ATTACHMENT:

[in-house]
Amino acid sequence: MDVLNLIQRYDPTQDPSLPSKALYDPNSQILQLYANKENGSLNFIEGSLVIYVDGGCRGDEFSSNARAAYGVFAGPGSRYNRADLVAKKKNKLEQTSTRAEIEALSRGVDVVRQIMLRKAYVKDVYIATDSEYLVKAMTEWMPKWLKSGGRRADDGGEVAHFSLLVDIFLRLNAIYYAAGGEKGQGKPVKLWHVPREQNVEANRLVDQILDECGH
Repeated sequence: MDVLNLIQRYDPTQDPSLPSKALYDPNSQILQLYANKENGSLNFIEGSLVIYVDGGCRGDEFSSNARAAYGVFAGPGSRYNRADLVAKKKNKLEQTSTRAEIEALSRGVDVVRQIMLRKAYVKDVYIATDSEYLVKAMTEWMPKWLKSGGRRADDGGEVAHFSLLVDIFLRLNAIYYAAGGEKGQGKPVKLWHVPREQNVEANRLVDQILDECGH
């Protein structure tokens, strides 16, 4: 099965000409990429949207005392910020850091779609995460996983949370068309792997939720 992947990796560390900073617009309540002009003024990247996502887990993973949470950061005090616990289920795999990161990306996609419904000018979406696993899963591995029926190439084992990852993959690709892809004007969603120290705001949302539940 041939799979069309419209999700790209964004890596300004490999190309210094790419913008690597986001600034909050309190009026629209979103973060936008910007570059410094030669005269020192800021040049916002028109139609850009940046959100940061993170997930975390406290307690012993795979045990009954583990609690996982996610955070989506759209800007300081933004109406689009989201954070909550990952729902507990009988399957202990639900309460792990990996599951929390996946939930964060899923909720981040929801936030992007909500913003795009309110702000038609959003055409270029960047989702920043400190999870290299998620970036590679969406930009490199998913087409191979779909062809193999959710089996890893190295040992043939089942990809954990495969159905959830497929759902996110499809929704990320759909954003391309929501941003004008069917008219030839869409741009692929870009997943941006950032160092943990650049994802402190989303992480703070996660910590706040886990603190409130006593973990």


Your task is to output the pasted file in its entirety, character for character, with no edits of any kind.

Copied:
[in-house]
Amino acid sequence: MDVLNLIQRYDPTQDPSLPSKALYDPNSQILQLYANKENGSLNFIEGSLVIYVDGGCRGDEFSSNARAAYGVFAGPGSRYNRADLVAKKKNKLEQTSTRAEIEALSRGVDVVRQIMLRKAYVKDVYIATDSEYLVKAMTEWMPKWLKSGGRRADDGGEVAHFSLLVDIFLRLNAIYYAAGGEKGQGKPVKLWHVPREQNVEANRLVDQILDECGH
Repeated sequence: MDVLNLIQRYDPTQDPSLPSKALYDPNSQILQLYANKENGSLNFIEGSLVIYVDGGCRGDEFSSNARAAYGVFAGPGSRYNRADLVAKKKNKLEQTSTRAEIEALSRGVDVVRQIMLRKAYVKDVYIATDSEYLVKAMTEWMPKWLKSGGRRADDGGEVAHFSLLVDIFLRLNAIYYAAGGEKGQGKPVKLWHVPREQNVEANRLVDQILDECGH
């Protein structure tokens, strides 16, 4: 099965000409990429949207005392910020850091779609995460996983949370068309792997939720 992947990796560390900073617009309540002009003024990247996502887990993973949470950061005090616990289920795999990161990306996609419904000018979406696993899963591995029926190439084992990852993959690709892809004007969603120290705001949302539940 041939799979069309419209999700790209964004890596300004490999190309210094790419913008690597986001600034909050309190009026629209979103973060936008910007570059410094030669005269020192800021040049916002028109139609850009940046959100940061993170997930975390406290307690012993795979045990009954583990609690996982996610955070989506759209800007300081933004109406689009989201954070909550990952729902507990009988399957202990639900309460792990990996599951929390996946939930964060899923909720981040929801936030992007909500913003795009309110702000038609959003055409270029960047989702920043400190999870290299998620970036590679969406930009490199998913087409191979779909062809193999959710089996890893190295040992043939089942990809954990495969159905959830497929759902996110499809929704990320759909954003391309929501941003004008069917008219030839869409741009692929870009997943941006950032160092943990650049994802402190989303992480703070996660910590706040886990603190409130006593973990």